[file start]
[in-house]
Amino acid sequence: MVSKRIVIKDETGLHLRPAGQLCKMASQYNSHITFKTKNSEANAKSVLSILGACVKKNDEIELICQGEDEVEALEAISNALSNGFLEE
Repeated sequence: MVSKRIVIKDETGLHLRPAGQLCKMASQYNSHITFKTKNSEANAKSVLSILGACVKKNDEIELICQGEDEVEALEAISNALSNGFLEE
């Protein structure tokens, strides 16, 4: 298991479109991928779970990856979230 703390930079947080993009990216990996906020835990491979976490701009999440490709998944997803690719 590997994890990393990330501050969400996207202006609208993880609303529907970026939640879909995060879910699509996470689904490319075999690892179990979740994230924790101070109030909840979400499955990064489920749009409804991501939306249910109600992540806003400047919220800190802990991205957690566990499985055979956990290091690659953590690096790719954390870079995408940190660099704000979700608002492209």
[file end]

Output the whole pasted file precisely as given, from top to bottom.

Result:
[in-house]
Amino acid sequence: MVSKRIVIKDETGLHLRPAGQLCKMASQYNSHITFKTKNSEANAKSVLSILGACVKKNDEIELICQGEDEVEALEAISNALSNGFLEE
Repeated sequence: MVSKRIVIKDETGLHLRPAGQLCKMASQYNSHITFKTKNSEANAKSVLSILGACVKKNDEIELICQGEDEVEALEAISNALSNGFLEE
């Protein structure tokens, strides 16, 4: 298991479109991928779970990856979230 703390930079947080993009990216990996906020835990491979976490701009999440490709998944997803690719 590997994890990393990330501050969400996207202006609208993880609303529907970026939640879909995060879910699509996470689904490319075999690892179990979740994230924790101070109030909840979400499955990064489920749009409804991501939306249910109600992540806003400047919220800190802990991205957690566990499985055979956990290091690659953590690096790719954390870079995408940190660099704000979700608002492209």